Brazil's in Crisis and This Blue-Collar Town Couldn't Be Happier

  • Manufacturing output atrophied during commodities frenzy
  • Now that currency collapsed, exporters see better times ahead

Not many people in Brazil look back on the crisis-plagued years from the late 1980s to the early 1990s as a golden era. But the people of Franca do.

The country’s capital for men’s footwear is among large sections of Brazil that watched their manufacturing sectors atrophy in the emerging-market frenzy and commodities boom of the 2000s. Now the nation’s currency has collapsed, making Brazilian exports cheaper, and Franca is looking ahead to better days.

On a recent walk through this town of 300,000 in southeast Brazil, it wasn’t hard to find businesses plotting a comeback, even as companies including retail giant Wal-Mart Stores Inc. and Citibank Inc. contract or exit Brazil completely. The local optimism, echoed by carmakers and other industries across the country, is a rare bright spot for a nation stuck in the worst recession in a century.

“This could be a turning point,” said Giuliano Gera, the 38-year-old founder of shoemaker PG4. Even as Brazil’s slump deepened, his revenue rose by a third to 25 million reais ($6.6 million) in 2015, and he expects another 20 percent jump this year, he said. “The real at the level we’re seeing now is great for us.”

There are any number of reasons why manufacturing crumbled in recent decades, from costly and burdensome regulations to the government’s preference for trade ties with China over the U.S. But many agree the overvalued real was the key culprit. It more than doubled between the end of 2002 and mid-2011, eclipsing gains by every other major currency, and manufacturers simply couldn’t compete.

The impact was especially severe in Franca, where the shoe industry employs about one in 10 workers. The municipality’s footwear exports had almost quadrupled to $257 million in the decade through 1993, even as the nation struggled with hyperinflation that pushed it to the brink of economic collapse. But by 2015, shipments of brands such as Calvin Klein and Cole Haan had slid to $78.5 million, data from the local association of shoemakers show.

That trend was mirrored throughout Brazil and helps explain why the country has been so hard hit by the commodities bust. Two decades ago, manufactured goods accounted for 55 percent of exports, and commodities represented about 45 percent. By January, industrial goods had plunged to 38 percent and commodities made up almost two-thirds, according to Trade Ministry data. In 2009, China replaced the U.S. as Brazil’s biggest trade partner.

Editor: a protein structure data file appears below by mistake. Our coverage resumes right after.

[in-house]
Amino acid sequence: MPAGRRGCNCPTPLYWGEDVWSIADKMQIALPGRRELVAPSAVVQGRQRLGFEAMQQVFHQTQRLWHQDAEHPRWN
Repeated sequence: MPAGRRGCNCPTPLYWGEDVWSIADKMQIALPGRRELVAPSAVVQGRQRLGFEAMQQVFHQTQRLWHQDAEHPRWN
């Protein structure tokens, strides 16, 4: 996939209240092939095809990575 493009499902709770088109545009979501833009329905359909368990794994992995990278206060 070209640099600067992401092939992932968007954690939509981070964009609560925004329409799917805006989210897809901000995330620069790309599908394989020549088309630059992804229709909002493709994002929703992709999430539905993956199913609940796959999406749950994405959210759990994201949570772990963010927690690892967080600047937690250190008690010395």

Manufacturers who lost global market share and shifted their focus to the domestic market will now face “a difficult time,” said Francisco Crizol, a commercial manager at Netto Footwear. The company is forecasting its exports will increase more than sixfold by the end of 2016.

Even after the real’s 38 percent tumble in the past two years, resuming exports isn’t as easy as a quick shift and a new focus. The currency was little changed on Tuesday at 3.7842 per dollar as of 12:15 p.m. in Sao Paulo.

“A lot of producers either lost the technology, the clients or the know-how to produce and sell to foreign customers,” said Jose Carlos Brigagao, president of the shoemakers union known as Sindifranca. “It’s like letting a giant fall asleep. Now it’s hard to wake it up again.”

Franca’s shoemakers are courting new international clients at trade shows and trying to rebuild old relationships. They’re just one example of industries that should benefit as exports pick up. Shipments abroad of vehicles manufactured by companies including Volkswagen AG and Ford Motor Co. climbed by more than a third in January from a year earlier, the national automakers association said. While that’s not enough to make up for the collapse in local demand, it’s helping to ease the blow, said Luiz Moan Yabiku Junior, the group’s president.

“All our members right now are rushing to export,” Moan said.

Shoemaker Fernando Xavier, 42, is in talks with three potential new clients in Italy and says he hopes the real’s collapse will usher in a boom like the one Franca experienced from the late 1980s through the early 1990s. Though he was still a teenager at the time, he remembers the sewing machines at his parents’ shoe-parts factory running full speed and the new cars and ranches local businessmen bought as exports surged.

“Shoes were our meal ticket,” said the manufacturer of high-end footwear and custom snakeskin cowboy boots that sell for as much as $2,000 a pair. “Franca was like an island in the middle of a country that was suffering with unemployment and high inflation.” Now “we need to really work hard to recover the market share we lost.”

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